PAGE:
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Royal Blood

Royal BloodUK duo Royal Blood’s self-titled debut album recently entered the British charts at #1. AUGUSTUS WELBY reports.

Royal Blood is two heavyset English blokes. One of them sings and plays bass and the other guy smashes the shit out of a drumkit.

That’s right, main man Mike Kerr plays a bass, not a six-string. Royal Blood’s brief sell-out Australian tour a couple of months ago proved that the thunderous sound of breakthrough singles Out Of The Black and Little Monster aren’t the product of studio trickery. A lot of the clamour comes from Kerr’s masterfully handled distorted bass work. So, upon the release of the band’s debut LP, it seems appropriate to find out what led to adopting the four-string as his primary tool.

“I just picked it up one day out of curiosity and plugged in a few pedals and that developed over time until I had my own thing, which is something I always wanted – my own sound. It just felt very natural.”

2014’s been a mammoth year for Royal Blood. They’ve sold out shows all over the world, supported Arctic Monkeys, The Pixies and Interpol and appeared on the main stage at just about every UK and European summer festival. It’s remarkable to think that 12 months ago the band was basically unknown. If we look back one year further than that, Kerr was actually living in Australia and music wasn’t his number one vocation.

“I was mainly working as a chef on the Gold Coast. I somehow ended up on the Gold Coast amongst my travels. I didn’t do that much music, really. It was mostly leisure and work.”

Soon upon arriving back in his hometown of Brighton in Southern England, he teamed up with his old mate Ben Thatcher and the pair got to work on Royal Blood. While Kerr had conceived of the idea for the band when living in Australia, Thatcher’s ballsy drumming was integral in bringing his vision to life.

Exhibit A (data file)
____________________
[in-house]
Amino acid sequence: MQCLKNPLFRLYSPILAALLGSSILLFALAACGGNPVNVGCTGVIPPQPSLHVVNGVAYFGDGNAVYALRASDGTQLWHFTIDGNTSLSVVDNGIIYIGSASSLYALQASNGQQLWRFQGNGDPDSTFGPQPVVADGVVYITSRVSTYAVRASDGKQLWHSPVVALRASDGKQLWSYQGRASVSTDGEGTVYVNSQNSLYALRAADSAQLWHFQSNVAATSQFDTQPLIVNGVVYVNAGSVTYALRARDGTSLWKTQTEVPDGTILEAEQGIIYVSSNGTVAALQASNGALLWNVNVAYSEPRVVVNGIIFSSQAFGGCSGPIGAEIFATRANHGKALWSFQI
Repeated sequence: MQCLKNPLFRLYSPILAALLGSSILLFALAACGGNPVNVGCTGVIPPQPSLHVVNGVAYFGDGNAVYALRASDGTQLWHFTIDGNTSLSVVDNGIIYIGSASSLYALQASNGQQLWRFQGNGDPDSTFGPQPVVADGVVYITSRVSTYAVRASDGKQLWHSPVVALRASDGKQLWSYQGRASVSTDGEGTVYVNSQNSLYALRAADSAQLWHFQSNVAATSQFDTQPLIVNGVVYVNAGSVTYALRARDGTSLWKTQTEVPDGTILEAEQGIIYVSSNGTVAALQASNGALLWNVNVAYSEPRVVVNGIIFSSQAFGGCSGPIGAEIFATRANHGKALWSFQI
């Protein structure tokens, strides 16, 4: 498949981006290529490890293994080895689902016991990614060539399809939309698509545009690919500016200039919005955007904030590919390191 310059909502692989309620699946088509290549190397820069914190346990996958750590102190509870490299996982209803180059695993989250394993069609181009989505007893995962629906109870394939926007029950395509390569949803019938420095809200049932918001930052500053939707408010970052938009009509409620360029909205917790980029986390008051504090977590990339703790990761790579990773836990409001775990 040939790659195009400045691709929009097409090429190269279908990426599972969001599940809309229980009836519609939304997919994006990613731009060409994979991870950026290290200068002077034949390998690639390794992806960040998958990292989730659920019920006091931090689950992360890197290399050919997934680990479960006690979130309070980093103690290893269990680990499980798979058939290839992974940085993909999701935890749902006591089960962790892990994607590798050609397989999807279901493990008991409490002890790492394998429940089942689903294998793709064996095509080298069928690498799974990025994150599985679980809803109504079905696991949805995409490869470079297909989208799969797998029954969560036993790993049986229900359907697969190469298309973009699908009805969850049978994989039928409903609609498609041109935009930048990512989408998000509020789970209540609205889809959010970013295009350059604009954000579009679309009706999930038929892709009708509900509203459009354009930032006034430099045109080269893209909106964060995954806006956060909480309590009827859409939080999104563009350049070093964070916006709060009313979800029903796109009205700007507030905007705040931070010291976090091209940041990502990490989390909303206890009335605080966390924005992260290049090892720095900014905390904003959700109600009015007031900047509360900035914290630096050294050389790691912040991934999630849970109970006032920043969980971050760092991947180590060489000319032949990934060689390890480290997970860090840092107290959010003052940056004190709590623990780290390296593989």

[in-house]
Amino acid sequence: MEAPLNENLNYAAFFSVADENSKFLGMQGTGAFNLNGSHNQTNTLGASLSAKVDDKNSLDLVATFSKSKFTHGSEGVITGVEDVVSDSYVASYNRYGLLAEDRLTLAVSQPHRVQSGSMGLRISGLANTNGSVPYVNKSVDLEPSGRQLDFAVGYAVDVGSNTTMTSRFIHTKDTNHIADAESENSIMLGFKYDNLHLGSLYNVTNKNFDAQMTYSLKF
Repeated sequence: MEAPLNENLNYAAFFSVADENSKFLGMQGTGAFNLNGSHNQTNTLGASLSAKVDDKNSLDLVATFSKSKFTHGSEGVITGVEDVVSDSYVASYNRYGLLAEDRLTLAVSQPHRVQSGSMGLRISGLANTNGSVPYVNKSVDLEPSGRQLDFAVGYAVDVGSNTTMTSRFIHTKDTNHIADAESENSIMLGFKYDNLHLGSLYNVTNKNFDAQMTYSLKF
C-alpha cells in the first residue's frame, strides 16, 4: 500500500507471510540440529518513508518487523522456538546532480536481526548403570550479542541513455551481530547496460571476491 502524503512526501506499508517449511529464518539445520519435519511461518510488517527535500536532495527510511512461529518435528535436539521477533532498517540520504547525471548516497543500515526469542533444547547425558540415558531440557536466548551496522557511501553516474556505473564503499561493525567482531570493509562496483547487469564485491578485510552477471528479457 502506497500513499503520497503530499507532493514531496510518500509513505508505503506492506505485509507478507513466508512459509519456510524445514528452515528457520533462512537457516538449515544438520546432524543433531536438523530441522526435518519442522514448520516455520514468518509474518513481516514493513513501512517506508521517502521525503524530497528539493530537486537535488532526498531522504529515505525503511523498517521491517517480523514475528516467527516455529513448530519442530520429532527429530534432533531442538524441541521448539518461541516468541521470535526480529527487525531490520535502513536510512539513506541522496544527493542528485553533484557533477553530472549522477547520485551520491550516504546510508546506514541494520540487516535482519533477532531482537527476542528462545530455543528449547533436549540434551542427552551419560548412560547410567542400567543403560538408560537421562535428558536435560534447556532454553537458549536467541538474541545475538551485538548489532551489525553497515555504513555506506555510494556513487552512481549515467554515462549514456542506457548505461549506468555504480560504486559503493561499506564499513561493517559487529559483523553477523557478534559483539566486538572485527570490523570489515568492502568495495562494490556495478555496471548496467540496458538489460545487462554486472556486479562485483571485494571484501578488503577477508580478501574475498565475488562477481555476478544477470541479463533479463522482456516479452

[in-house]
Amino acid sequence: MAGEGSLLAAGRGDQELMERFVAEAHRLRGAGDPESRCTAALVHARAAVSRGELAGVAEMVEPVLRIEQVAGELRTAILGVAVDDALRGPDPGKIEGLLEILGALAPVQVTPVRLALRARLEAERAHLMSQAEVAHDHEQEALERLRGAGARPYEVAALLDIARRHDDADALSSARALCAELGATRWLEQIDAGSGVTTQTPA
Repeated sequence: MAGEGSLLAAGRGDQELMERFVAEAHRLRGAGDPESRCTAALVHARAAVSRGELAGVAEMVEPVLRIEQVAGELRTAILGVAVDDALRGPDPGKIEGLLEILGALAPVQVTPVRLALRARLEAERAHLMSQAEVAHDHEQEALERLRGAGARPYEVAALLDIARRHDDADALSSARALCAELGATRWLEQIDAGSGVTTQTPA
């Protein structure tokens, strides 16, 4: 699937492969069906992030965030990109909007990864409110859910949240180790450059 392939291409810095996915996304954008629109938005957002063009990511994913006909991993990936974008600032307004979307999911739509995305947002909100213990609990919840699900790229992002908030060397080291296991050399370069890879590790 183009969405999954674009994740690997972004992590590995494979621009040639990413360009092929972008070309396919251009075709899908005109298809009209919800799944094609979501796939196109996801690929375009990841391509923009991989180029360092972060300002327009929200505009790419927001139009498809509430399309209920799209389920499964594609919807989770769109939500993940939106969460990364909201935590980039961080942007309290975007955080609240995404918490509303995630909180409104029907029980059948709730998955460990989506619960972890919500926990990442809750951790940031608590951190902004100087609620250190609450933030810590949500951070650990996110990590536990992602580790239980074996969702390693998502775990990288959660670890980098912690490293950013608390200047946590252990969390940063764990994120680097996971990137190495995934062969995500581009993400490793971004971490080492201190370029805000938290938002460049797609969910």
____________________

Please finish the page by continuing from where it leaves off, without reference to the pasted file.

“I certainly had my sound kind of developed, but the band didn’t really start until Benjamin joined up. There were ideas I had floating around, but we did so much songwriting when I got back. It was almost like I’d already cut my teeth and we had better and bigger things to do.”

Royal Blood’s rise to prominence began last November when their debut single Out Of The Black (and its B-side, Come On Over) invaded radio playlists around the globe. The public fervour grew more intense with the release of their second single, Little Monster, this February.    The band’s rapid ascent to widespread popularity means the album had to be pieced together during momentary gaps in the touring schedule. Even so, Kerr says they were fully prepared before jumping into the touring circus.

“We spent about six or seven months writing before we went out and did shows. We’ve only really been on the road for six to eight months. We dedicated a long period to writing before we got out there.”
Much like Royal Blood’s high-intensity live show, the 30-minute LP doesn’t outstay its welcome. Kerr says the primary aim was to make it a no-nonsense declaration of what they’re about.

“This record didn’t have a running theme. We weren’t trying to make OK Computer. We were just trying to accurately capture the sound of the band and establish who we are. We didn’t want to contrive it in any way. The whole idea was just for the record to be the best, strongest 10 songs that we could write.”

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